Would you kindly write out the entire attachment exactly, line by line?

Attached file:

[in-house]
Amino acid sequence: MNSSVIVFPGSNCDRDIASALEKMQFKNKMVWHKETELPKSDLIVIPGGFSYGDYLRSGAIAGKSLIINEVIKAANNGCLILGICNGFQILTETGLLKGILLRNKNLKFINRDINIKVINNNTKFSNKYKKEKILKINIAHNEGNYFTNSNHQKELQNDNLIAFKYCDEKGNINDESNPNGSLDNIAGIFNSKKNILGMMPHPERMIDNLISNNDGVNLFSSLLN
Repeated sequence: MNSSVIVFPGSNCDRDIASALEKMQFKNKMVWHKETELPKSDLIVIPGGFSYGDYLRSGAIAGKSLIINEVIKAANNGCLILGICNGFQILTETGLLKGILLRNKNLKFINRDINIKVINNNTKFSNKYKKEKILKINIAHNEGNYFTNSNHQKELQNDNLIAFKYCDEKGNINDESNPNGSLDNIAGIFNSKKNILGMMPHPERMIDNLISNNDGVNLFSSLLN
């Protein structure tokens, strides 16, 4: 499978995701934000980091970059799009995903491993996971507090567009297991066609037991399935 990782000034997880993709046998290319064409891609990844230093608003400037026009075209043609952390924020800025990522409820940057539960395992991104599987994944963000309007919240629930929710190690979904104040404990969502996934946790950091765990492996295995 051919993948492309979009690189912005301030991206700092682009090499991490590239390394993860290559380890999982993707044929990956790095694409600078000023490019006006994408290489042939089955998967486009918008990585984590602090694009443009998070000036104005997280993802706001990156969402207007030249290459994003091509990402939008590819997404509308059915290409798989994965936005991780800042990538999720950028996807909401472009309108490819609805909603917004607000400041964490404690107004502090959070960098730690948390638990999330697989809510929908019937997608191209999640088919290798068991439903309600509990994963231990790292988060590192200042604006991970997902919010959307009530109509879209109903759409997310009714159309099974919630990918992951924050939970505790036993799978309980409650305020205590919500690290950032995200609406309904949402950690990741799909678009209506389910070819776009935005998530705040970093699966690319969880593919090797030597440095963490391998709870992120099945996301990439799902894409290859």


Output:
[in-house]
Amino acid sequence: MNSSVIVFPGSNCDRDIASALEKMQFKNKMVWHKETELPKSDLIVIPGGFSYGDYLRSGAIAGKSLIINEVIKAANNGCLILGICNGFQILTETGLLKGILLRNKNLKFINRDINIKVINNNTKFSNKYKKEKILKINIAHNEGNYFTNSNHQKELQNDNLIAFKYCDEKGNINDESNPNGSLDNIAGIFNSKKNILGMMPHPERMIDNLISNNDGVNLFSSLLN
Repeated sequence: MNSSVIVFPGSNCDRDIASALEKMQFKNKMVWHKETELPKSDLIVIPGGFSYGDYLRSGAIAGKSLIINEVIKAANNGCLILGICNGFQILTETGLLKGILLRNKNLKFINRDINIKVINNNTKFSNKYKKEKILKINIAHNEGNYFTNSNHQKELQNDNLIAFKYCDEKGNINDESNPNGSLDNIAGIFNSKKNILGMMPHPERMIDNLISNNDGVNLFSSLLN
């Protein structure tokens, strides 16, 4: 499978995701934000980091970059799009995903491993996971507090567009297991066609037991399935 990782000034997880993709046998290319064409891609990844230093608003400037026009075209043609952390924020800025990522409820940057539960395992991104599987994944963000309007919240629930929710190690979904104040404990969502996934946790950091765990492996295995 051919993948492309979009690189912005301030991206700092682009090499991490590239390394993860290559380890999982993707044929990956790095694409600078000023490019006006994408290489042939089955998967486009918008990585984590602090694009443009998070000036104005997280993802706001990156969402207007030249290459994003091509990402939008590819997404509308059915290409798989994965936005991780800042990538999720950028996807909401472009309108490819609805909603917004607000400041964490404690107004502090959070960098730690948390638990999330697989809510929908019937997608191209999640088919290798068991439903309600509990994963231990790292988060590192200042604006991970997902919010959307009530109509879209109903759409997310009714159309099974919630990918992951924050939970505790036993799978309980409650305020205590919500690290950032995200609406309904949402950690990741799909678009209506389910070819776009935005998530705040970093699966690319969880593919090797030597440095963490391998709870992120099945996301990439799902894409290859």